English Persian
You will be asked to enter and confirm a password for this MOK enrollment request.
You should now be able to load your kernel module successfully.
Your kernel module is now ready for loading. Note that your signed kernel module is also loadable on systems where UEFI Secure Boot is disabled or on a non-UEFI system. That means you do not need to provide both a signed and unsigned version of your kernel module.
Your kernel module is in ELF image format and this script computes and appends the signature directly to the ELF image in your `my_module.ko` file. The [command]#modinfo# utility can be used to display information about the kernel module's signature, if it is present. For information on using the utility, see xref:Working_with_Kernel_Modules.adoc#sec-Displaying_Information_About_a_Module[Displaying Information About a Module].
You need to generate a public and private X.509 key pair that will be used to sign a kernel module after it has been built. The corresponding public key will be used to authenticate the kernel module when it is loaded.
You have figured out the dependency tree (which does not branch in this example) for the loaded Firewire modules: `firewire_ohci` depends on `firewire_core`, which itself depends on `crc-itu-t`.
You can use the [option]`-v` (or [option]`--verbose`) option to cause [command]#modprobe# to display detailed information about what it is doing, which can include loading module dependencies.
You can use [command]#modprobe# to load a kernel module with custom parameters using the following command line format:
You can unload `firewire_ohci` using the [command]#modprobe -v -r _module_name_pass:attributes[{blank}]# command, where [option]`-r` is short for [option]`--remove` and [option]`-v` for [option]`--verbose`:
You can unload all dependencies of the module you want to set parameters for, unload the module using [command]#modprobe -r#, and then load it with [command]#modprobe# along with a list of customized parameters. This method is often used when the module does not have many dependencies, or to test different combinations of parameters without making them persistent, and is the method covered in this section.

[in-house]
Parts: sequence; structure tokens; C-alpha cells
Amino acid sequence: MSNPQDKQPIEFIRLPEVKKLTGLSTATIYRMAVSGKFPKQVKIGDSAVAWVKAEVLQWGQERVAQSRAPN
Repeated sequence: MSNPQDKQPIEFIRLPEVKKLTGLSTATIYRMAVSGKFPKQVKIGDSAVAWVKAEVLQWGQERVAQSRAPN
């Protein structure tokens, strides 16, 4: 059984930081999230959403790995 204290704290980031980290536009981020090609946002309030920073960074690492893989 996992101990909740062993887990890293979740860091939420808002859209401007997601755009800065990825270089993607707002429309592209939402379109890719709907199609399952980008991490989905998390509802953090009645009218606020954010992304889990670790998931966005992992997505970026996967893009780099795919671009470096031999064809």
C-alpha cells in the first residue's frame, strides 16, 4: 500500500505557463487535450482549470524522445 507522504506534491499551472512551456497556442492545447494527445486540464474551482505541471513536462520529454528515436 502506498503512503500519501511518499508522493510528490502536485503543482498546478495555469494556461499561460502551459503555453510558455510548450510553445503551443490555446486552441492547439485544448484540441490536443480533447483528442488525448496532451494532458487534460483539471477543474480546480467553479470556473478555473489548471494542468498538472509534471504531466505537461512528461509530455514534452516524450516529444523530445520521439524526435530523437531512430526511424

You can load the `Fibre Channel over Ethernet` module verbosely by typing the following at a shell prompt:
You can list all parameters that the module supports by using the [option]`-p` option. However, because useful value type information is omitted from [command]#modinfo -p# output, it is more useful to run:
You can enter multiple parameters and values by separating them with spaces.
You can display information about the keys on the system key rings using the [command]#keyctl# utility. The following is abbreviated example output from a Fedora system where UEFI Secure Boot is not enabled.
Working with Kernel Modules
When loading a module with custom parameters on the command line, be aware of the following:
When Fedora boots on a UEFI-based system with Secure Boot enabled, all keys that are in the Secure Boot db key database, but not in the dbx database of revoked keys, are loaded onto the system keyring by the kernel. The system keyring is used to authenticate kernel modules.
When entering the name of a kernel module as an argument to one of the [application]*kmod* utilities, do not append a `.ko` extension to the end of the name. Kernel module names do not have extensions; their corresponding files do.
use the user-space [application]*kmod* utilities to display, query, load and unload kernel modules and their dependencies;
Unloading a Module